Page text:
The Boy on the Porch by Sharon Creech

This middle grade fiction from master storyteller Sharon Creech is full of mystery, generosity, and the marvels that may happen when judgment is suspended and life is received as given. It is the simple tone of the tale, and the deep rich layers resonating beneath that simplicity, as well as the circular shape of the story, that make it unforgettable.

A rural childless couple, John and Marta, accept the boy who appears on their porch, the boy who cannot tell them where he came from, but can show them his exultant spirit through painting and music. Later when the boy’s father comes for him, John and Marta’s grief is replaced by further generosity in the form of fostering other children. At the end of the parable-like story comes a satisfying surprise.


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Ghost Hawk by Susan Cooper

Leave it to Susan Cooper’s brilliance to come up with a ghost point of view to convey the tangled complexity between the settlers and the first Americans. Here is a tumultuous epic that changes the way I think about the history of the land where I live. As I read this historical fiction for 10-14 year olds, I also kept thinking how chillingly similar is our own time, to the early 1600’s when Massachusetts Bay Colony Pilgrims misused their strong convictions, to cast out and persecute Quakers and Baptists and others who wanted real religious freedom including separation of church and state. As the ghost of Little Hawk says to his lifelong English friend John Wakely, “Treasure your uncertainty. Wrong choices come out of strong convictions that will not bend.”images-1


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“Tales from My Teachers” live on Amazon

Thrilled to show off the cover of my e-book, now listed on Amazon and available as a KDP Select title for $2.99.

Here’s what they are saying about Tales from My Teachers on the Alzheimer’s Unit:Riveting. Deeply affecting. Evocative. Profound. Groundbreaking. Transfixing. Stunning. (They are friends of mine, but hey!) Check out the collection for yourself. Your reviews on Amazon deeply appreciated.

Tales from My Teachers on the Alzheimer’s Unit


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Giving the Body Back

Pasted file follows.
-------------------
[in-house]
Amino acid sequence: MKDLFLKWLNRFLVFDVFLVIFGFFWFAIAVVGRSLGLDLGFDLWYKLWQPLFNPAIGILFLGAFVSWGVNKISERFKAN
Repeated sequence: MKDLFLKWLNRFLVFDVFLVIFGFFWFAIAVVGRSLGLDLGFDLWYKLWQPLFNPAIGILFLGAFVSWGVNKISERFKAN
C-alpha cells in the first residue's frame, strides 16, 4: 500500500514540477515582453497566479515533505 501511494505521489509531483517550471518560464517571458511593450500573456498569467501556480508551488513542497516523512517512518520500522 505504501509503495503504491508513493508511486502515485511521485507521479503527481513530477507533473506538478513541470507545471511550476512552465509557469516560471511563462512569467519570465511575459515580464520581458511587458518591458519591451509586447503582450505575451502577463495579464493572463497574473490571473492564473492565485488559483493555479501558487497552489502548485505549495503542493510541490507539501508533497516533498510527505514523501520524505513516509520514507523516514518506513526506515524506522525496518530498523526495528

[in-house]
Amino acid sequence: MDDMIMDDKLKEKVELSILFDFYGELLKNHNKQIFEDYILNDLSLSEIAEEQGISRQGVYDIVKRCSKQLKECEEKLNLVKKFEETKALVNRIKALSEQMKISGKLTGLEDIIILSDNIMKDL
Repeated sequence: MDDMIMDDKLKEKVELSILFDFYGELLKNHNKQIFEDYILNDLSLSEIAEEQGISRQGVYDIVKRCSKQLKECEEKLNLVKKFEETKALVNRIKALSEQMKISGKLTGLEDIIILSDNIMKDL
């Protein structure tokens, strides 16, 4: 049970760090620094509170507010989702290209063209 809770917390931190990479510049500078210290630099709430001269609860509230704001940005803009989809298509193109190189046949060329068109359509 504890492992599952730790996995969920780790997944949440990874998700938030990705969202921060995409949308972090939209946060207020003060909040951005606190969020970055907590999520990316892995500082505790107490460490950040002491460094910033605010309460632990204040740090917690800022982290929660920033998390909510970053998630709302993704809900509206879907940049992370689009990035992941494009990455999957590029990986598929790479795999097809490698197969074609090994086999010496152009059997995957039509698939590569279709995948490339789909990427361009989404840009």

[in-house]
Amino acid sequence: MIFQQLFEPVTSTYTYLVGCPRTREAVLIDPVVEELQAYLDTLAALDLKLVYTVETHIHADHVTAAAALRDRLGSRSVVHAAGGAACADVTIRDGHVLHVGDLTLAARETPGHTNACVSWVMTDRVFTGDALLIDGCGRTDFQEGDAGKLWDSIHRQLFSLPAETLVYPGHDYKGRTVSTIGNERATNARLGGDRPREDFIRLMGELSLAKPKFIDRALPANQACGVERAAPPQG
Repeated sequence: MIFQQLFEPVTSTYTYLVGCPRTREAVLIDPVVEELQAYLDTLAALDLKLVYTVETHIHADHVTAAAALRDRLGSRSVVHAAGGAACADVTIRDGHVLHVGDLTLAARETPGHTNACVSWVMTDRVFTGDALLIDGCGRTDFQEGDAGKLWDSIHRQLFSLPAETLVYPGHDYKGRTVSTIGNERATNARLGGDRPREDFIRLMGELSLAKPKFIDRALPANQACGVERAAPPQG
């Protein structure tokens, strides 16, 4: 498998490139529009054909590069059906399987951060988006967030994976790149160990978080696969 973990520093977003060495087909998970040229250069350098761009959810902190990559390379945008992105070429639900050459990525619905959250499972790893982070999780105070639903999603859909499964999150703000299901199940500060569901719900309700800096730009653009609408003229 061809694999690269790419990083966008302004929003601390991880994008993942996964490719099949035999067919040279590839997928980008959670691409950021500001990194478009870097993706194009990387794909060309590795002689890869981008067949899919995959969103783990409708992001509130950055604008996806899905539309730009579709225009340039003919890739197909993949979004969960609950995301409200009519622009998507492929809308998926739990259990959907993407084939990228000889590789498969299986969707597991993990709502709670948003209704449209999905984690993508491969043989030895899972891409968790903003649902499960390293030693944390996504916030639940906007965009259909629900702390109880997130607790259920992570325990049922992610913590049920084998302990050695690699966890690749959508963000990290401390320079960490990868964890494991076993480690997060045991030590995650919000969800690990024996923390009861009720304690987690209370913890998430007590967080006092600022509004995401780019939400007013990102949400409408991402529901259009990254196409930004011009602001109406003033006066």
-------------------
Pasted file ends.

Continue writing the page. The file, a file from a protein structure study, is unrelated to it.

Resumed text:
Ramsey Creek Preserve in South Carolina, the first green burial site established in the United States, consists of seventy-eight acres of pristine woodlands. Since 1996, people have chosen to be buried there, without vaults or embalming, along simple trails in a beautiful woods, sites marked only by mounds and flat river stones engraved with their information. The land is held and protected by a conservation easement, so the people who are buried there, far from paying a cemetery just to take up space, contribute by their death and choice to saving and protecting the land from development.

It is a comforting place to visit, which is what I did yesterday with my partner. The space feels sacred, a breathing eco-system nurtured by the bodies of people who deliberately decided to enrich the earth, to give their sustenance back to the earth that gave them sustenance. The mounds and markers in the woods create a startling art combining life and death!

In fact, Ramsey Creek Preserve unites life and death in a way sorely missing in modern life. Instead of attempting to fence death off from life in a cemetery, here the juxtaposition of life and death reminds us how stunning life is, how change is its spectacular signature. The combination of the living forest with the burial mounds reminds us, as we walk the tranquil trails, to get on with full-out living!

One flat river stone says, under the name and dates, You kept your promise to love me. It makes me think that all of these Gone-befores kept a promise they must have made, to love the planet that nurtured their lives. My own end-of-life papers have been prepared since I was in my forties, and each time I have updated them, I have designated cremation for disposition of the body. Now I wonder. Cremation means burning fossil fuels so that the nutrients of my physical form create air pollution as part of the process of turning it into ashes, whereas green burial means the nutrients of my body would actually enrich the land. The thought of becoming a real part of a living forest like Ramsey Creek Preserve feels so much more fitting.IMG_3489

Ramsey Creek Preserve was the perfect field trip this week, as I go along at the age of sixty-six, in my Earth School curriculum, always learning. This week is All Hallow’s Eve, aka Hallowmas, Samhain, or Halloween, the ancient festival of the dead. Hallowmas is one of the Old Religion’s eight High Days that divide the year into seasons, Hallowmas marking the midpoint between Fall Equinox and Winter Solstice. Peoples have always honored their ancestors as the Wheel of the Year turns toward the dark, toward that mystery of gestation that looks so much like loss. I think of all those who have gone before as ancestors, and I honor our unseen connections, whether biological or not.

I am grateful that as I age, my spirit lightens. In the woods at Ramsey Creek Preserve, in the brilliant October colors, breathing the invigorating autumn coolness into my lungs, I do not plod. I skip! And I offer thanks to those ancestors who made the sensible decision to have themselves planted here, in order to give something back.